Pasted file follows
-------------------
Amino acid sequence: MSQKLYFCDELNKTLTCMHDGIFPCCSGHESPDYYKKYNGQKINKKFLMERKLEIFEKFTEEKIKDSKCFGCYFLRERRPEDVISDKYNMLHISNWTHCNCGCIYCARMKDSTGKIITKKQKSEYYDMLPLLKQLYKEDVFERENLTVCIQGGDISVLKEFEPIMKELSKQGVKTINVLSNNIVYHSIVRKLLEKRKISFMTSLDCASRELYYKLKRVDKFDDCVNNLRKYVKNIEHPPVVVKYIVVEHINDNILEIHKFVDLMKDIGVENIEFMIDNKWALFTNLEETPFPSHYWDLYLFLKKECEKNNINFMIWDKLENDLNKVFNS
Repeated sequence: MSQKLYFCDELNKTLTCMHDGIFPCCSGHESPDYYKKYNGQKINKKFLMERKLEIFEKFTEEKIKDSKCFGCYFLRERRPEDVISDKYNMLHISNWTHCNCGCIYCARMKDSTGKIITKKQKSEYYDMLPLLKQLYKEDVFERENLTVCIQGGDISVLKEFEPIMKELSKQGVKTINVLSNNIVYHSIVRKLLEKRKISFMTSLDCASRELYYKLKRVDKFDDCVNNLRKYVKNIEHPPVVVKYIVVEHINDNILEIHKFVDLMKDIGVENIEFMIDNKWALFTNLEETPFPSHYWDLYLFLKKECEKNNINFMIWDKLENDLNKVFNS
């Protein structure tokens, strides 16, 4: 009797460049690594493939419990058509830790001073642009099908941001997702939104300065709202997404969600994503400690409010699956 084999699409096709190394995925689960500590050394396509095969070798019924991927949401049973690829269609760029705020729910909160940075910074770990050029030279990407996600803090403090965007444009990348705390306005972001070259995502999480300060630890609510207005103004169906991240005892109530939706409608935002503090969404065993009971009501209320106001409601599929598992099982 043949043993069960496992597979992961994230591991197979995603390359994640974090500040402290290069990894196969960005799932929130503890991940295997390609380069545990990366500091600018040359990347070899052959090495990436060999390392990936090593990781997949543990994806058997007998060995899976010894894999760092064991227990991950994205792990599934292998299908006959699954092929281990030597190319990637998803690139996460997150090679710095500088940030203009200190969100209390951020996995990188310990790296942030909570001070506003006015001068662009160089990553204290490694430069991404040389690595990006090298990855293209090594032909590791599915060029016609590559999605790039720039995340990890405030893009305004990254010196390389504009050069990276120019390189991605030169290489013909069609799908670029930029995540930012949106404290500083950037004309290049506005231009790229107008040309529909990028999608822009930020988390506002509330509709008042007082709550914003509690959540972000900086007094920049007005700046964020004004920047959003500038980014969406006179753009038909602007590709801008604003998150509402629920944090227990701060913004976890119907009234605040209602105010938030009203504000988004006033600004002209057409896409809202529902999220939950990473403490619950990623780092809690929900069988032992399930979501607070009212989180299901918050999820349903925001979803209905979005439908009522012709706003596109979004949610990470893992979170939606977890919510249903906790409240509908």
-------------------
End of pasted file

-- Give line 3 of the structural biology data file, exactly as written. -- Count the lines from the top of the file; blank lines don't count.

């Protein structure tokens, strides 16, 4: 009797460049690594493939419990058509830790001073642009099908941001997702939104300065709202997404969600994503400690409010699956 084999699409096709190394995925689960500590050394396509095969070798019924991927949401049973690829269609760029705020729910909160940075910074770990050029030279990407996600803090403090965007444009990348705390306005972001070259995502999480300060630890609510207005103004169906991240005892109530939706409608935002503090969404065993009971009501209320106001409601599929598992099982 043949043993069960496992597979992961994230591991197979995603390359994640974090500040402290290069990894196969960005799932929130503890991940295997390609380069545990990366500091600018040359990347070899052959090495990436060999390392990936090593990781997949543990994806058997007998060995899976010894894999760092064991227990991950994205792990599934292998299908006959699954092929281990030597190319990637998803690139996460997150090679710095500088940030203009200190969100209390951020996995990188310990790296942030909570001070506003006015001068662009160089990553204290490694430069991404040389690595990006090298990855293209090594032909590791599915060029016609590559999605790039720039995340990890405030893009305004990254010196390389504009050069990276120019390189991605030169290489013909069609799908670029930029995540930012949106404290500083950037004309290049506005231009790229107008040309529909990028999608822009930020988390506002509330509709008042007082709550914003509690959540972000900086007094920049007005700046964020004004920047959003500038980014969406006179753009038909602007590709801008604003998150509402629920944090227990701060913004976890119907009234605040209602105010938030009203504000988004006033600004002209057409896409809202529902999220939950990473403490619950990623780092809690929900069988032992399930979501607070009212989180299901918050999820349903925001979803209905979005439908009522012709706003596109979004949610990470893992979170939606977890919510249903906790409240509908």